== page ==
A lot of folks know of Taste of Memphis as a food truck. Well now it’s a brick and mortar joint as well. They took over a building that has housed a few restaurants over the years and turned it into a commissary. They cook their food there; and sell it both on premise and in their truck. I stopped for some carry out today, they had their smoker fired up and I could not resist.
My eyes were bigger than my stomach, so to speak, and I ordered a rib tip dinner with mac & cheese and greens. And a pulled pork sandwich and a smoked sausage sandwich. Even though there would only be my wife and I eating, I wanted a good representation. Besides left overs are fine.
I order the tips with sauce on the side. I wanted to check out the meat naked. It was indeed an excellent job of smoking. Moist and tender with both a beautiful bark and smoke ring. My better half and I were both very pleased. I only had a bite of the mac & cheese. It was pretty good. The wife seemed to enjoyed it more than I did. The greens were very good. Deep flavored and peppery. They gave up a great pot liquor. Now would be the time for the jiffy.
When they do a pulled pork or smoked sausage sandwich they add the sauce and then top it with coleslaw. I think that is a great way to eat some smoked pig. Of course you will find some folks that want all that on the side. I thought it was great. The pork is what you would expect from folks that know their way around a smoker as they do. The sauce was both sweet and a little hot. And with the creamy slaw. A great combo.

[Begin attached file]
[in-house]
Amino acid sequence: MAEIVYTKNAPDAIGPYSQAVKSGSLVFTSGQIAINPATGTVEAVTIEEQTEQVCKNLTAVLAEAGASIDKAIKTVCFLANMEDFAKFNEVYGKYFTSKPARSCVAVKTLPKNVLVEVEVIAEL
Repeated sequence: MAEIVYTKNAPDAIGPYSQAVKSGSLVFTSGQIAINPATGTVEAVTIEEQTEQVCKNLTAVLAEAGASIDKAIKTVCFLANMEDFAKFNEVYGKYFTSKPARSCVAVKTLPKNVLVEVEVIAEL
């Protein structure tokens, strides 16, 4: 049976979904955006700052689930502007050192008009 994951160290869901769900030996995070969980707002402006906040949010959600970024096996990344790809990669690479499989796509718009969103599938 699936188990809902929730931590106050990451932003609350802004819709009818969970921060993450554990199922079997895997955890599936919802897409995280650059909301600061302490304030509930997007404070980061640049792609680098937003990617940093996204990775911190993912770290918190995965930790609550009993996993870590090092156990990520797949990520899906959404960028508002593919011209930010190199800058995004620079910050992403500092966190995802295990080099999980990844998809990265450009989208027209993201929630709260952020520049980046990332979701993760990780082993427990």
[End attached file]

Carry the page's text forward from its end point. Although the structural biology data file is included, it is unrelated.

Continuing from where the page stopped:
Normally I don’t order sausage at a BBQ joint. It is usually a sausage that has already been smoked and then smoked some more, sauced and sold. I’m not sure why I did but I am glad I did. This link was good size and very tasty. It reminded me of Big Red Hots. Nice texture and great flavor. Clara liked it even more than I did.
So folks if you liked it for lunch; at the truck. Now you can get it any time at the Mother Ship. Like maybe dinner carry out. Pick it up on the way home. Everyone can use a little smoked pig in their life.
Eureka. I have finally found a place in town that can produce a proper smoked rib. It’s His Place Eatery at 30th Street and Shadeland Avenue. They call themselves a soul food restaurant, which is a catch phrase for country cooking. If that is supposed to mean that they offer good food; then they nailed it. They don’t just offer smoked pig they also grill or fry chops, chicken and fish. They even have big salads. And of course they make their own deserts.
As you can tell they don’t spend a lot on plate garnishment. They want their food to be the center of the plate with no distractions. That little splotch on Pat’s review is a drop of rib juice. Clumsy. The owner does the cooking and he is a man after my own heart in that he prefers a dry rub. Saving sauce as optional not mandatory. The rib is the king. Hands down. The meat really just slides off the bone. The dry rub accentuates the flavor of the pig and keeps it moist. Every bite fills your mouth with smokiness. Not that intense overwhelming liquid smokiness that some people pass off as ” smoked”. But the real hard wood and fire kind. I didn’t even use any of the sauce they provided.